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It was a very different time...

We had just driven through a large town when the police car pulled us over. I remember reading “Dubbo” on some sign and being a smart kid, worked out it was the name of the town. But it made me giggle a little. “Dubbo” was also what idiots were called back then. “You’re a bloody dubbo, mate!” I used to hear it all the time at school. But all I could hear as our convoy pulled to the side of the road in darkness (it was night-time again), was my father and Voya wondering what the cop, fuck his mother and his life, was pulling us over for.


Voya turned off the engine, and we all got out of the car. Actually, everyone got out of all three cars, and the only light was the revolving blue one on the police car – this was in the days before they acquired red lights as well as blue ones – and the lone policeman carrying a torch.


I noticed he was careful not to shine the torch into anyone’s face, and seemed to be fairly relaxed and genial, because he opened up with a simple “Good evening.”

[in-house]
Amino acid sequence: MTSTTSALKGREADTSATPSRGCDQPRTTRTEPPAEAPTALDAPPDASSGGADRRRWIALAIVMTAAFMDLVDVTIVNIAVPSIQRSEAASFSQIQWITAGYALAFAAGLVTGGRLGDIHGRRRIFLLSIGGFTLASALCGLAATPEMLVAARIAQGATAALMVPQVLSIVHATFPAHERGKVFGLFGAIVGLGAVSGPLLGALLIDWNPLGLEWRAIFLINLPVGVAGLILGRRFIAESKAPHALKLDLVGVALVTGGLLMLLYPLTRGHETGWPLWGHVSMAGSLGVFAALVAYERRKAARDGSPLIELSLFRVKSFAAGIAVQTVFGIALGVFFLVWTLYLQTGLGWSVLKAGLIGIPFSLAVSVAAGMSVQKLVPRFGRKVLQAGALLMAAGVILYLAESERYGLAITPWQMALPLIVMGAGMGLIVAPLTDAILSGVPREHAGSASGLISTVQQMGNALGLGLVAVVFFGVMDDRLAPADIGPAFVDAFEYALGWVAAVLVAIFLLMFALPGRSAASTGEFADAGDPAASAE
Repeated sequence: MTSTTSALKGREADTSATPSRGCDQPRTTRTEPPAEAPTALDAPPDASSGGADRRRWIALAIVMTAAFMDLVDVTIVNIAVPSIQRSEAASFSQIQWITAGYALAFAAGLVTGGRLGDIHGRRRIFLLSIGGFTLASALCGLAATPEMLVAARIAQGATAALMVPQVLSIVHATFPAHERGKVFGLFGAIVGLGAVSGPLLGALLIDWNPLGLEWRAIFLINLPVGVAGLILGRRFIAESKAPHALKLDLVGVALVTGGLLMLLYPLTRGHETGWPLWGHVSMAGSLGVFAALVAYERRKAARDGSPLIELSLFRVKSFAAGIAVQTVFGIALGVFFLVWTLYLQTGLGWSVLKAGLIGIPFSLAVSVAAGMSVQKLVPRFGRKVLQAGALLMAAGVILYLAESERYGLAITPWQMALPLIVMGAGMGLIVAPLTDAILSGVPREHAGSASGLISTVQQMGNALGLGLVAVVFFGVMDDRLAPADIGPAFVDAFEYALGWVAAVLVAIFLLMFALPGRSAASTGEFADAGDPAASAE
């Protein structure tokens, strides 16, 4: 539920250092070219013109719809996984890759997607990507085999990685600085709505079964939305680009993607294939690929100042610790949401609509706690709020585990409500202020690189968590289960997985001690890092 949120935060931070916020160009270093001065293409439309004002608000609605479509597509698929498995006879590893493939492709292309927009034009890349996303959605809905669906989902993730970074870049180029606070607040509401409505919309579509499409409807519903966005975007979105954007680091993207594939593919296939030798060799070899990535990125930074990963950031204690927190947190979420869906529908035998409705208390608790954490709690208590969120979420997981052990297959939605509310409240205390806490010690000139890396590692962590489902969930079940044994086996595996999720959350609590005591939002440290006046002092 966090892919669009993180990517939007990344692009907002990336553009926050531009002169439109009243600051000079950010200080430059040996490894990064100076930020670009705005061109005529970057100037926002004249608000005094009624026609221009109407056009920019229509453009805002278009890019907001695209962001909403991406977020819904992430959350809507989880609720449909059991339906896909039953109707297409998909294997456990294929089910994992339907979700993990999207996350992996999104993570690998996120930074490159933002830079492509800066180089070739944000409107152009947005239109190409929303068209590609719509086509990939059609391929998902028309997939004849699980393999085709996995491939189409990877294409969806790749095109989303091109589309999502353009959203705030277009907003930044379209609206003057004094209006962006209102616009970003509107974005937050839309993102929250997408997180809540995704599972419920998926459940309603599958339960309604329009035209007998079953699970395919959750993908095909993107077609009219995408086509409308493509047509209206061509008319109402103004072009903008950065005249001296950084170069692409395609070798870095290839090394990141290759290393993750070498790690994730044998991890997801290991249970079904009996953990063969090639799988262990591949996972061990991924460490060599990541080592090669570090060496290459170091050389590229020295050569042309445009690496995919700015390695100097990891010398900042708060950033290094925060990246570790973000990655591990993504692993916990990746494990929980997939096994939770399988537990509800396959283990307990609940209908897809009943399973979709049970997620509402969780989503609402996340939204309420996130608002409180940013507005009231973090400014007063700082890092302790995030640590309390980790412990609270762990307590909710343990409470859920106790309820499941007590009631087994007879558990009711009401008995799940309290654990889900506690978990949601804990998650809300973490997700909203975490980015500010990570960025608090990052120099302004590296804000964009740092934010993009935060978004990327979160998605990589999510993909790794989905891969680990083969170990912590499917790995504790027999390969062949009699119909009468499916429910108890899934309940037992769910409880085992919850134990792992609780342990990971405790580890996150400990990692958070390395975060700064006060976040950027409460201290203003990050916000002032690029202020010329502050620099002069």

The gathering of Serbs replied with variously accented versions of “Hello”, but other than that, none of them spoke any more. Strange, I remember thinking, they’ve been talking non-stop for the last 12 hours, now it’s like they were a platoon of mutes.


“Where you all off to?” the policeman asked. He didn’t ask anyone in particular, but it was my father who answered him.


“Vi go shootink,” he said, and raised his arm indicating the direction of travel. The policeman nodded and the torch played up to my father’s belly then back down to the ground. There was enough ambient light for us to all see each other, and the chain-smoking Serbs were all lighting cigarettes, and just looking on.


I don’t recall it being a menacing situation, and the cop clearly didn’t feel threatened. He was alone, in the dark, on the side of a quiet country road with a dozen men, some of whom were very large, but he appeared very much at ease.


“Good on youse!” he said. “Bloody feral pigs are a real problem up here. You have a property to shoot on, or are you spotlighting off the road?”


“Vi go property,” my father said. “Little bit here, not Carinda.”


“I have to check your Shooters Licenses, and I would like to see the guns. Hopefully it won’t take too long and you can be on your way.”


“You vont see guns?” my father asked.


“I do,” the policeman nodded. “And your Shooters Licenses. Shouldn’t take too long.”


“What cock is fucking him?” Voya mumbled to my father in Serbian. “Why does he want to see our guns?”